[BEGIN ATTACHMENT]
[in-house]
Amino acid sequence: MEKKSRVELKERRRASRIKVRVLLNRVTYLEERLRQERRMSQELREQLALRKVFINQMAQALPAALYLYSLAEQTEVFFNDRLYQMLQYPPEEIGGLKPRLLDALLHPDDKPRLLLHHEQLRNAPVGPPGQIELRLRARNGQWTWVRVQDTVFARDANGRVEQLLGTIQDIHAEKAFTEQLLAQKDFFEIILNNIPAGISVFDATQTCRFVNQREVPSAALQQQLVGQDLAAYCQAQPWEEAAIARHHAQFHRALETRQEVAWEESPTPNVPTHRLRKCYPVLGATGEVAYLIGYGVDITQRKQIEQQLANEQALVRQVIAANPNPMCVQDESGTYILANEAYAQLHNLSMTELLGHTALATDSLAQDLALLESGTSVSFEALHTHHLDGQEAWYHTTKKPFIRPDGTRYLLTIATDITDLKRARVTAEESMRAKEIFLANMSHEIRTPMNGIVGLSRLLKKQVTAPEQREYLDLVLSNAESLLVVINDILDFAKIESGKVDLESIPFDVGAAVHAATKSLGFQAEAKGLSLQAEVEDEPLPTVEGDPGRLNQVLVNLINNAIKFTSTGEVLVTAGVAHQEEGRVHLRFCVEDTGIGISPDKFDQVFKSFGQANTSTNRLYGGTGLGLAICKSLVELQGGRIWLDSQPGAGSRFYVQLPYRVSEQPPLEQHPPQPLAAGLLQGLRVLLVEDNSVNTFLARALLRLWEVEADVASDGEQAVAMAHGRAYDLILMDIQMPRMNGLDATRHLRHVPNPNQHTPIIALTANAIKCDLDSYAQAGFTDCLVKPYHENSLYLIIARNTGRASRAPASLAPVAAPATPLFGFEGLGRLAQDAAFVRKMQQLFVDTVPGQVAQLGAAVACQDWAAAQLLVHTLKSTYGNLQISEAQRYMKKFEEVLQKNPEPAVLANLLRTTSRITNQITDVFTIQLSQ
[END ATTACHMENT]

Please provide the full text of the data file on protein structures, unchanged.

[in-house]
Amino acid sequence: MEKKSRVELKERRRASRIKVRVLLNRVTYLEERLRQERRMSQELREQLALRKVFINQMAQALPAALYLYSLAEQTEVFFNDRLYQMLQYPPEEIGGLKPRLLDALLHPDDKPRLLLHHEQLRNAPVGPPGQIELRLRARNGQWTWVRVQDTVFARDANGRVEQLLGTIQDIHAEKAFTEQLLAQKDFFEIILNNIPAGISVFDATQTCRFVNQREVPSAALQQQLVGQDLAAYCQAQPWEEAAIARHHAQFHRALETRQEVAWEESPTPNVPTHRLRKCYPVLGATGEVAYLIGYGVDITQRKQIEQQLANEQALVRQVIAANPNPMCVQDESGTYILANEAYAQLHNLSMTELLGHTALATDSLAQDLALLESGTSVSFEALHTHHLDGQEAWYHTTKKPFIRPDGTRYLLTIATDITDLKRARVTAEESMRAKEIFLANMSHEIRTPMNGIVGLSRLLKKQVTAPEQREYLDLVLSNAESLLVVINDILDFAKIESGKVDLESIPFDVGAAVHAATKSLGFQAEAKGLSLQAEVEDEPLPTVEGDPGRLNQVLVNLINNAIKFTSTGEVLVTAGVAHQEEGRVHLRFCVEDTGIGISPDKFDQVFKSFGQANTSTNRLYGGTGLGLAICKSLVELQGGRIWLDSQPGAGSRFYVQLPYRVSEQPPLEQHPPQPLAAGLLQGLRVLLVEDNSVNTFLARALLRLWEVEADVASDGEQAVAMAHGRAYDLILMDIQMPRMNGLDATRHLRHVPNPNQHTPIIALTANAIKCDLDSYAQAGFTDCLVKPYHENSLYLIIARNTGRASRAPASLAPVAAPATPLFGFEGLGRLAQDAAFVRKMQQLFVDTVPGQVAQLGAAVACQDWAAAQLLVHTLKSTYGNLQISEAQRYMKKFEEVLQKNPEPAVLANLLRTTSRITNQITDVFTIQLSQ